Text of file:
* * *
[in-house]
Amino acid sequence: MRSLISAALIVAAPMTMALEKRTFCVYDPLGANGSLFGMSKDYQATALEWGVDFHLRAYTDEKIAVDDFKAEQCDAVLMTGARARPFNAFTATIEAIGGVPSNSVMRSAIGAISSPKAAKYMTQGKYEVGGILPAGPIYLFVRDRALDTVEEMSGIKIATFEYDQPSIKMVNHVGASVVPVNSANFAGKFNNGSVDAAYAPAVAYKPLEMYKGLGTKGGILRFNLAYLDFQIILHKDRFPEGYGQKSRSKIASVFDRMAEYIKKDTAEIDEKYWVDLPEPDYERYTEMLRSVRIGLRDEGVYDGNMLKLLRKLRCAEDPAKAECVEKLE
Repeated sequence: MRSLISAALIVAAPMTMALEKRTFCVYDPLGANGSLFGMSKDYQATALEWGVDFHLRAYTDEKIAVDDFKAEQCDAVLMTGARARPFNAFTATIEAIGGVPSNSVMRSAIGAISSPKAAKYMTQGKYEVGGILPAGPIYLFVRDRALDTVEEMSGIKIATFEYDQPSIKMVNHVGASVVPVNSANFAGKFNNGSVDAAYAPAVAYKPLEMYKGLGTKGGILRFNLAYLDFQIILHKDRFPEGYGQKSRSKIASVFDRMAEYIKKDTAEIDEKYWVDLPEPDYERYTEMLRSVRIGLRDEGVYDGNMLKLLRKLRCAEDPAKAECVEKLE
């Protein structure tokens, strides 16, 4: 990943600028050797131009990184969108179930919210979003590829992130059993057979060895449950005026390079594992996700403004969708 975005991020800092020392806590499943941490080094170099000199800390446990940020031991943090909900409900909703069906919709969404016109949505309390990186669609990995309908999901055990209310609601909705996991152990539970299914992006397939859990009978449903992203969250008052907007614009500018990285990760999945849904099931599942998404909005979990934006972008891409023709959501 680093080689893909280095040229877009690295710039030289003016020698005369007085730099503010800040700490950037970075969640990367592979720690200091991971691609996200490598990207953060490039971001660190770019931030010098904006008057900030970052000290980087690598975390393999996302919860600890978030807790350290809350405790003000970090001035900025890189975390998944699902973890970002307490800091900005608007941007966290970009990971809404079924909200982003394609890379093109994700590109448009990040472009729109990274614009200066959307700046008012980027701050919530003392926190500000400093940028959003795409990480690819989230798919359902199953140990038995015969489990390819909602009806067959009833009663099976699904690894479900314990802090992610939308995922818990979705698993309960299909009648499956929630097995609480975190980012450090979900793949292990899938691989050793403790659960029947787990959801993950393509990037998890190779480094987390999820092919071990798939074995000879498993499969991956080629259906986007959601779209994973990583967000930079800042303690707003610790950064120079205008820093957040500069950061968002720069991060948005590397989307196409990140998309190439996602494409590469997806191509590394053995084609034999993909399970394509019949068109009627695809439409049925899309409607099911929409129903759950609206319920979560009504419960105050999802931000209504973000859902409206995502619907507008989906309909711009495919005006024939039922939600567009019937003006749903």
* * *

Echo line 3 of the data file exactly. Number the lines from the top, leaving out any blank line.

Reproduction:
Repeated sequence: MRSLISAALIVAAPMTMALEKRTFCVYDPLGANGSLFGMSKDYQATALEWGVDFHLRAYTDEKIAVDDFKAEQCDAVLMTGARARPFNAFTATIEAIGGVPSNSVMRSAIGAISSPKAAKYMTQGKYEVGGILPAGPIYLFVRDRALDTVEEMSGIKIATFEYDQPSIKMVNHVGASVVPVNSANFAGKFNNGSVDAAYAPAVAYKPLEMYKGLGTKGGILRFNLAYLDFQIILHKDRFPEGYGQKSRSKIASVFDRMAEYIKKDTAEIDEKYWVDLPEPDYERYTEMLRSVRIGLRDEGVYDGNMLKLLRKLRCAEDPAKAECVEKLE